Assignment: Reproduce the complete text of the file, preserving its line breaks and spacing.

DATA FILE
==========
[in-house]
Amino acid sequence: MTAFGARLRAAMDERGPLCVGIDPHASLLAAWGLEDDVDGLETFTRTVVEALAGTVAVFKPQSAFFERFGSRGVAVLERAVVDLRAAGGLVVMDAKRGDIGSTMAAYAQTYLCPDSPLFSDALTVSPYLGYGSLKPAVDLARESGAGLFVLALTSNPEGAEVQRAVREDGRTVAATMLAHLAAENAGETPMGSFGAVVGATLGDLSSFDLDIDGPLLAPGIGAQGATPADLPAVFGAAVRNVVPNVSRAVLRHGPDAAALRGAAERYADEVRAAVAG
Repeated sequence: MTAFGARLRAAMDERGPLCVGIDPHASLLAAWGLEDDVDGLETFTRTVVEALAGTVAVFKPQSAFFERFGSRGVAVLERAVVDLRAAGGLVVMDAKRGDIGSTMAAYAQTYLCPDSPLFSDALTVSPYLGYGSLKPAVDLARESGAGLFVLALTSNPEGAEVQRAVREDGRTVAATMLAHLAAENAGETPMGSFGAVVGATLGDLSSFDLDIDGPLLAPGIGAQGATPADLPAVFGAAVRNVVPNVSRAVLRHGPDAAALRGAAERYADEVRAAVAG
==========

[in-house]
Amino acid sequence: MTAFGARLRAAMDERGPLCVGIDPHASLLAAWGLEDDVDGLETFTRTVVEALAGTVAVFKPQSAFFERFGSRGVAVLERAVVDLRAAGGLVVMDAKRGDIGSTMAAYAQTYLCPDSPLFSDALTVSPYLGYGSLKPAVDLARESGAGLFVLALTSNPEGAEVQRAVREDGRTVAATMLAHLAAENAGETPMGSFGAVVGATLGDLSSFDLDIDGPLLAPGIGAQGATPADLPAVFGAAVRNVVPNVSRAVLRHGPDAAALRGAAERYADEVRAAVAG
Repeated sequence: MTAFGARLRAAMDERGPLCVGIDPHASLLAAWGLEDDVDGLETFTRTVVEALAGTVAVFKPQSAFFERFGSRGVAVLERAVVDLRAAGGLVVMDAKRGDIGSTMAAYAQTYLCPDSPLFSDALTVSPYLGYGSLKPAVDLARESGAGLFVLALTSNPEGAEVQRAVREDGRTVAATMLAHLAAENAGETPMGSFGAVVGATLGDLSSFDLDIDGPLLAPGIGAQGATPADLPAVFGAAVRNVVPNVSRAVLRHGPDAAALRGAAERYADEVRAAVAG